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Message: 5900 - Contents - Hide Contents

Date: Thu, 09 Jan 2003 00:06:16

Subject: Re: Nonoctave scales and linear temperaments

From: wallyesterpaulrus

--- In tuning-math@xxxxxxxxxxx.xxxx "Carl Lumma <clumma@y...>" 
<clumma@y...> wrote:
>>> Perhaps I'm not seeing it, but I don't think we need to change >>> our concept of limit. >>
>> we certainly would, and could use "integer limit" as gene >> suggests, or use product limit (tenney). >
> Maybe so, but I don't see why. I'm suggesting we think only of > the map, and let it do the walking. We get to pick what goes > in the map. Picking 2, 3, 5, 7 and calling it "7-limit" seems > fine to me.
youīre talking prime limit, which is fine for the mapping, as usual. but for the optimization of the generator size, we need a list of consonances to target.
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Message: 5901 - Contents - Hide Contents

Date: Thu, 09 Jan 2003 19:11:10

Subject: Re: A common notation for JI and ETs

From: gdsecor

--- In tuning-math@xxxxxxxxxxx.xxxx David C Keenan <d.keenan@u...> 
wrote:
> At 01:16 AM 9/01/2003 +0000, Dave Keenan <d.keenan@u...> wrote:
>> --- In tuning-math@xxxxxxxxxxx.xxxx "gdsecor <gdsecor@y...>" >> > --- In tuning-math@xxxxxxxxxxx.xxxx David C Keenan <d.keenan@u...> >> wrote:
>>> In case anyone has already looked at the .bmp for my latest >> suggestion
>>> regarding symbolising the 5'-comma (5-schisma) up and down: >>> >>> It was riddled with vertical alignment errors so I've had another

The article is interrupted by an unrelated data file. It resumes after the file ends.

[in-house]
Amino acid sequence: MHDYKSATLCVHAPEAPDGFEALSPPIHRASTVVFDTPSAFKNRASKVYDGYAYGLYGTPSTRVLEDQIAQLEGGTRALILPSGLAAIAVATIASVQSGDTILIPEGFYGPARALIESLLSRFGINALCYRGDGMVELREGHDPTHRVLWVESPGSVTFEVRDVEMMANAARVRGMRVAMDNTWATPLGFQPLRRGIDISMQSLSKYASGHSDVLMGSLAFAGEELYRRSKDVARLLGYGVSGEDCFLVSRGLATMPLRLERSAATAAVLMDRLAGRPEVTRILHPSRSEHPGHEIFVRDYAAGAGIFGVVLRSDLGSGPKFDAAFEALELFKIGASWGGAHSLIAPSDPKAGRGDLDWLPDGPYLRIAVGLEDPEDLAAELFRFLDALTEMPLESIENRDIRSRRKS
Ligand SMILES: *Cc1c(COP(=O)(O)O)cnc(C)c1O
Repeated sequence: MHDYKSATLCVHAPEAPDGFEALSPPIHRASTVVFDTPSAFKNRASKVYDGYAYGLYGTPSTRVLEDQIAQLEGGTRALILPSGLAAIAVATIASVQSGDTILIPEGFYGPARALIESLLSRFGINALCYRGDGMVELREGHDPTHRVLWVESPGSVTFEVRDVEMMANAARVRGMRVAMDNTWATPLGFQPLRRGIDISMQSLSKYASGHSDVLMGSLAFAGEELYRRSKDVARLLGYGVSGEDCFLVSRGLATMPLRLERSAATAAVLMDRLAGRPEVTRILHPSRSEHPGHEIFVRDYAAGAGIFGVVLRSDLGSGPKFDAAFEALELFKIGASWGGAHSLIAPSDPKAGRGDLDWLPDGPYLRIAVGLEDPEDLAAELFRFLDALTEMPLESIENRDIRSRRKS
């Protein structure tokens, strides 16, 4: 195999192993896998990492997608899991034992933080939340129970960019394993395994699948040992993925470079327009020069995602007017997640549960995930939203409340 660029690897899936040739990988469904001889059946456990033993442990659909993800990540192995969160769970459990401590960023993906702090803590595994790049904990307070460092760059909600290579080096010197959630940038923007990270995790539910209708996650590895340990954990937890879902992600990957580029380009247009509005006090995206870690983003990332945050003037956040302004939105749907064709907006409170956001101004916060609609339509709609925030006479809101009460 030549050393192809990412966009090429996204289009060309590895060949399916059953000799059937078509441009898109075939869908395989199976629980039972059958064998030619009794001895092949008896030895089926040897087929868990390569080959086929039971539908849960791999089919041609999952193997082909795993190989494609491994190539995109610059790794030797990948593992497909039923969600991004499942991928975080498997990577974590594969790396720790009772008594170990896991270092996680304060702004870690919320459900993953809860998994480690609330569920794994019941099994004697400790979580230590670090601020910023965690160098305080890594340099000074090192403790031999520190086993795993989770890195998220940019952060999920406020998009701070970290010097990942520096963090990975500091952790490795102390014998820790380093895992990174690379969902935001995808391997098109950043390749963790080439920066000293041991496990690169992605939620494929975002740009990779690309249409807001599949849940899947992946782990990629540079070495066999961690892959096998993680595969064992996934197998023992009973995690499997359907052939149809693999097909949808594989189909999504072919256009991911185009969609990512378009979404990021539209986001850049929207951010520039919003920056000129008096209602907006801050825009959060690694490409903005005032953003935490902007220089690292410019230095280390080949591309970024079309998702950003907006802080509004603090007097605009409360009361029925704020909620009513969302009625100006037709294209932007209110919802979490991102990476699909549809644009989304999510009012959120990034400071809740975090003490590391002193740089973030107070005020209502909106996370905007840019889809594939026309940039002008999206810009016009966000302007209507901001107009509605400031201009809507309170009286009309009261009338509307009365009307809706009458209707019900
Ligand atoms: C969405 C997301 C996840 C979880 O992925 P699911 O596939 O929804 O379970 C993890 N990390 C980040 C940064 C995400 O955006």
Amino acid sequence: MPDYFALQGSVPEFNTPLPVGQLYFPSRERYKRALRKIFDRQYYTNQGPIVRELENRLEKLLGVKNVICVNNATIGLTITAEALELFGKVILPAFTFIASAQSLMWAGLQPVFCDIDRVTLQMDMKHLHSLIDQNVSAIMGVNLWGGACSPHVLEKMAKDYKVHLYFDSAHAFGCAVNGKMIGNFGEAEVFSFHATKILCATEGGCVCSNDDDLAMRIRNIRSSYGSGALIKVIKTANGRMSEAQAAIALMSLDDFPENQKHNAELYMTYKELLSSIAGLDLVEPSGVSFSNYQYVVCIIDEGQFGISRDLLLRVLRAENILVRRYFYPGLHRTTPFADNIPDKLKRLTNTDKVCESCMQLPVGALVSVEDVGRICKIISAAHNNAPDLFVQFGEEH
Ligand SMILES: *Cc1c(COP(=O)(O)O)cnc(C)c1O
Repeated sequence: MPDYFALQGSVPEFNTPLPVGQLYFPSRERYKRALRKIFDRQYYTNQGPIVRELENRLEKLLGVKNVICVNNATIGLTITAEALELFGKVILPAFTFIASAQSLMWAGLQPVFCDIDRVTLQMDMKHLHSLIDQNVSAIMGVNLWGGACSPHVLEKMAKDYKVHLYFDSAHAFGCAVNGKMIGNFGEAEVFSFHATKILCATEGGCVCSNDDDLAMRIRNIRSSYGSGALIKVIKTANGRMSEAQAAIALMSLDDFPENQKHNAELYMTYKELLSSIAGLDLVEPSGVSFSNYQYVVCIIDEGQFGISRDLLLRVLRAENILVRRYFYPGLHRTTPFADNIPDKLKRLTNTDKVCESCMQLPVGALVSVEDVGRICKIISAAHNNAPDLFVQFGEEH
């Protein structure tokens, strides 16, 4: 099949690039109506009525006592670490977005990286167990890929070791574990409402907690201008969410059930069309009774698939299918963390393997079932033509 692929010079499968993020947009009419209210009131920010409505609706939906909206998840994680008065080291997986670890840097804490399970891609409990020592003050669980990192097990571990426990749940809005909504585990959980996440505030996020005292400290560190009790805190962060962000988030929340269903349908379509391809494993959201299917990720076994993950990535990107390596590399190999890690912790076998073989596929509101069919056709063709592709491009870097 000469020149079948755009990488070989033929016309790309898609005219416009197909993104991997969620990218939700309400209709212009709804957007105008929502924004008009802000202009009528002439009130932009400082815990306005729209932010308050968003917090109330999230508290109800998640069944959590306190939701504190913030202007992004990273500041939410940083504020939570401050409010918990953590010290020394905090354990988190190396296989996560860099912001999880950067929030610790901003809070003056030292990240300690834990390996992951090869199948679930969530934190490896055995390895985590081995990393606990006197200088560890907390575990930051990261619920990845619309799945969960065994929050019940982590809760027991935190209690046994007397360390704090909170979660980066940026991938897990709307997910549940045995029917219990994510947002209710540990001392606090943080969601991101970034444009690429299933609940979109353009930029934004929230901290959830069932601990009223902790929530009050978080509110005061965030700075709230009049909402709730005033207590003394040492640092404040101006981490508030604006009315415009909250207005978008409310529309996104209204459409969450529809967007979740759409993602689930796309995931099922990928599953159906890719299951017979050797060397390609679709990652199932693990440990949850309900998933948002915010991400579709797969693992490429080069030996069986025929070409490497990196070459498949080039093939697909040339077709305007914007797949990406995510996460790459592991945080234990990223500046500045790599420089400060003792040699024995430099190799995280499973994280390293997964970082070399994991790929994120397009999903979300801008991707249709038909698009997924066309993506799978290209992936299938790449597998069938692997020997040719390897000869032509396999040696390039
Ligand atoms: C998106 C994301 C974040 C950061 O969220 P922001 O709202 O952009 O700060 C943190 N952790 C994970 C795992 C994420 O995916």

>> go at it. >>> >>> See Yahoo groups: /tuning- * [with cont.] >> math/files/Dave/5Schismas.bmp >>
>>> -- Dave Keenan >>> Brisbane, Australia >>
>> I've looked at it and thought about it for a couple of days. >> >> Good points: >> >> 1) The +-5' symbols can easily be used in conjunction with any >> existing symbol. >> 2) They clearly indicate (by vertical position) the line or space of >> the note being modified. >> 3) There is also a helpful indication (a difference in vertical >> position in addition to slope) of whether the 5' is plus or minus. >> >> Comment on point 3: The slope is most meaningful if the new symbols >> are placed to the left, as in the upper staff (which you also favor). >
> Yes. I'm happy to eliminate right-hand accents from consideration. > >> Problems: >>
>> 1) The +-5' symbols are detached from the others, so are too easy to >> overlook (particularly if this is the only thing modifying a natural >> note). >
> I see this as a good point. It really doesn't matter much if a performer > misses a 2 cent modification. On a flexible-pitch instrument many would not > be able to do anything about them anyway. They just aren't that accurate. > On a fixed pitch instrument there will presumably not be two notes > available that are only 2 cents apart. > > It would be much worse if the performer couldn't interpret the symbol at > all (or quickly enough) because the conjoined 5' modification made it look > unfamiliar. >
>> 2) Since they are detached from the others, we technically have two >> new modifying symbols used together, so the double-symbol version of >> the notation might now become a triple-symbol version -- something to >> think about. >
> Yes, technically 3 symbols, but in reality no different to adding an accent > to a roman character. Because they are so close together and because the > accent is small relative to the character, it is perceived as a single > character. > > We can even refer to these small slanting lines as acute and grave.
Okay, that's an excellent analogy!